Academics at universities worldwide have taken part in the ice bucket challenge, the social media trend aimed at raising money and awareness of amyotrophic lateral sclerosis, a form of motor neurone disease.
On Tuesday the Motor Neurone Disease Association posted a YouTube video of Stephen Hawking, professor of cosmology at the University of Cambridge, taking part in the challenge. Professor Hawking has suffered from ALS since the age of 21. It is a neurodegenerative disease that affects muscle function.
In the video Professor Hawking says “I support the ALS Ice Bucket Challenge in support of the MNDA – the Motor Neurone Disease Association”.
But he adds that because he had pneumonia last year, “it would not be wise for me to have a bucket of cold water poured over me. But my children Robert, Lucy and Tim gallantly volunteered to take the challenge for me. I urge everyone to donate to the MNDA to eliminate this terrible disease.”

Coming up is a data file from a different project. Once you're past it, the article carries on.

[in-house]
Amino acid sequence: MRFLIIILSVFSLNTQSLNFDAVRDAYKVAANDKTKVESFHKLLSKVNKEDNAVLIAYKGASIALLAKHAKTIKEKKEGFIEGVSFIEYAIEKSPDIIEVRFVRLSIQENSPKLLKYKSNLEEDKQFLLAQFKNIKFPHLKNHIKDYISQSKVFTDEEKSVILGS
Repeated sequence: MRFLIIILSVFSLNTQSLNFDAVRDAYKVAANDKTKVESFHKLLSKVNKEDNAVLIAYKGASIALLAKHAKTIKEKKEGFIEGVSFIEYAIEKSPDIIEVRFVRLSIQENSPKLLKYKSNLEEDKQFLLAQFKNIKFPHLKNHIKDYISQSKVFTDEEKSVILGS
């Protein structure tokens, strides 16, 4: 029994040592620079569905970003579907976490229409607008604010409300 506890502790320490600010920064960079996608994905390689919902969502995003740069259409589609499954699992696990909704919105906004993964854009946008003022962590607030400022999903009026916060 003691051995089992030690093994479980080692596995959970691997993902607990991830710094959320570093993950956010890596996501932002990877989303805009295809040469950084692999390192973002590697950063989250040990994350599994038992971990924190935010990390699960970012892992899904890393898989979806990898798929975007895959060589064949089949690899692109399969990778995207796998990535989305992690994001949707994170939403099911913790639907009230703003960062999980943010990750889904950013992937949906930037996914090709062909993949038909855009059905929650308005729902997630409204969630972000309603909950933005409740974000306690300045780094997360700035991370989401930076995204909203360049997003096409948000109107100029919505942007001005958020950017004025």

Participants of the challenge are invited to donate to an ALS charity of their choice and film themselves pouring a bucket of cold water over their head before posting their video to social media nominating others to take part.
Sir Leszek Borysiewicz, Cambridge’s vice-chancellor, was quick to accept the nomination extended to him in Professor Hawking’s video. He went on to nominate the chief executive of the Wellcome Trust, the chief executive of the Medical Research Council and the chief executive of the MRC Molecular Biology Laboratory in Cambridge.
In recent days academics from institutions across the world have taken part in the craze. On Friday 40 researchers at the University of Sheffield undertook the challenge after receiving nominations from the Katholieke Universiteit Leuven in Belgium and Western University in Ontario, Canada. They have nominated staff at the University of Sydney, King’s College London and Trinity College Dublin.
In the US college presidents are also taking on the challenge. Donna E. Shalala of the University of Miami was doused in ice cold water at an event for incoming undergraduate students. The presidents of Harvard University, the University of Notre Dame and the University of Connecticut are also among those who have taken part.